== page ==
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HOME > PAST ISSUE > July-August 2012 > Article Detail

ESSAY

100 Reasons to Become a Scientist or Engineer

On our 75th anniversary, we collected 75 reasons. Now we've added 25 more

The Editors

79
Lyudmila Trut

Click to Enlarge ImageMy way to science was determined by my great, life-long love for dogs. When I was growing up, my dog always participated in my childhood sports and I was happy that dogs existed on Earth. I often wondered about dogs’ behavior: Why is my dog so intelligent, understanding what I say to him? Why is he so obedient and devoted? By the time I graduated from secondary school, I wanted to learn more about relationships between dogs and people, and I knew that I would investigate dog behavior. I entered the Department of Higher Nerve Function in the Faculty of Biology at Moscow State University. During my last term there, I learned that the geneticist Dmitry Belyaev had launched a project on fox domestication. The ultimate goal of that research was to make wild foxes as domestic as dogs. When I met Belyaev I realized that my scientific fate was sealed.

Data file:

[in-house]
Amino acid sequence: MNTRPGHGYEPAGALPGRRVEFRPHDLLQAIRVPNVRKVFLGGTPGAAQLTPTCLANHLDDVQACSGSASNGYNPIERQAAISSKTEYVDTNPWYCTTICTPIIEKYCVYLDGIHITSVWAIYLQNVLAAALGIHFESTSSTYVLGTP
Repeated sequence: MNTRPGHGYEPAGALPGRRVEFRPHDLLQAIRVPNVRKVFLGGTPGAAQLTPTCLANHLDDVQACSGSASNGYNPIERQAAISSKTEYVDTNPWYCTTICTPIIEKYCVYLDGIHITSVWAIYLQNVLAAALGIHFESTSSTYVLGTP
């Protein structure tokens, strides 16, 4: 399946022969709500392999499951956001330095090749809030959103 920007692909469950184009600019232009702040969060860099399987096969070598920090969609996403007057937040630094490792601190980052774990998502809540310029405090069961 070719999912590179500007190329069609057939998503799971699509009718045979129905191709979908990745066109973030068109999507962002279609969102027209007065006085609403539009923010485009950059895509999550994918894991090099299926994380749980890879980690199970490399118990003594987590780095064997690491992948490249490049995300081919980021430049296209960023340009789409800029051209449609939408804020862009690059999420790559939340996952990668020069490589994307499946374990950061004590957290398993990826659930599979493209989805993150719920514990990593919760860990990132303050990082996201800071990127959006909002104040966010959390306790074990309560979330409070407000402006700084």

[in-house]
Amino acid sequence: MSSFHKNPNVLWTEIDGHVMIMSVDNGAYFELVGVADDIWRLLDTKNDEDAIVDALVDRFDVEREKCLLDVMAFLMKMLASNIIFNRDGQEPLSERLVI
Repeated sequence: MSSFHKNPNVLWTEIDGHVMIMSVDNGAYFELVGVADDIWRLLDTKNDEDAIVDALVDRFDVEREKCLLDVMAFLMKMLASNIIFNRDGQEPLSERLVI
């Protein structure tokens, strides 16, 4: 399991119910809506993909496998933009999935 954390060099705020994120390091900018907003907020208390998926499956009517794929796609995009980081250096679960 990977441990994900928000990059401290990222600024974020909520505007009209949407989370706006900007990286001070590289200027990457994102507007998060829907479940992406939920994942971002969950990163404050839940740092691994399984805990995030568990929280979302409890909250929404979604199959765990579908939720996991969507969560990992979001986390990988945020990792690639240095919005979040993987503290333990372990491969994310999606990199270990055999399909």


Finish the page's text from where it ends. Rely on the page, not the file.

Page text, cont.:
Lyudmila Trut

Institute of Cytology and Genetics

Russian Academy of Sciences








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